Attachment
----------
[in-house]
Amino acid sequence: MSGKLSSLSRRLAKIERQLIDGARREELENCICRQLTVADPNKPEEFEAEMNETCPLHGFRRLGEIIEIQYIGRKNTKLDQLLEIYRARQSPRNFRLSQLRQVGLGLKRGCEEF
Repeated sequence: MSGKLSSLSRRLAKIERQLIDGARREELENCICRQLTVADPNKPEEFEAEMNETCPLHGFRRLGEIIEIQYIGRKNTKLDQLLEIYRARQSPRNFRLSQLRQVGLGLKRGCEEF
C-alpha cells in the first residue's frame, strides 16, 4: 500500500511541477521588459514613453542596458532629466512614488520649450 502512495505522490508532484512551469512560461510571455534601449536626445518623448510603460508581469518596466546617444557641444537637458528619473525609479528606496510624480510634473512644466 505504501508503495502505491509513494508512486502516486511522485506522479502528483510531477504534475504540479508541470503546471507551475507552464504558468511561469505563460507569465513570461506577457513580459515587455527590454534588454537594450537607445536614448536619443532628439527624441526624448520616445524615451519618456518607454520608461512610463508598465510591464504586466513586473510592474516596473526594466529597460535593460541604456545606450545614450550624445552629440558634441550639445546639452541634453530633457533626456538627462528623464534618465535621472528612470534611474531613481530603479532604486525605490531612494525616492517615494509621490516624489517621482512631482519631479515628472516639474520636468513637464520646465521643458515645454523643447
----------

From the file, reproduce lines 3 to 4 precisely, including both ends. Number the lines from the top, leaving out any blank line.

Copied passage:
Repeated sequence: MSGKLSSLSRRLAKIERQLIDGARREELENCICRQLTVADPNKPEEFEAEMNETCPLHGFRRLGEIIEIQYIGRKNTKLDQLLEIYRARQSPRNFRLSQLRQVGLGLKRGCEEF
C-alpha cells in the first residue's frame, strides 16, 4: 500500500511541477521588459514613453542596458532629466512614488520649450 502512495505522490508532484512551469512560461510571455534601449536626445518623448510603460508581469518596466546617444557641444537637458528619473525609479528606496510624480510634473512644466 505504501508503495502505491509513494508512486502516486511522485506522479502528483510531477504534475504540479508541470503546471507551475507552464504558468511561469505563460507569465513570461506577457513580459515587455527590454534588454537594450537607445536614448536619443532628439527624441526624448520616445524615451519618456518607454520608461512610463508598465510591464504586466513586473510592474516596473526594466529597460535593460541604456545606450545614450550624445552629440558634441550639445546639452541634453530633457533626456538627462528623464534618465535621472528612470534611474531613481530603479532604486525605490531612494525616492517615494509621490516624489517621482512631482519631479515628472516639474520636468513637464520646465521643458515645454523643447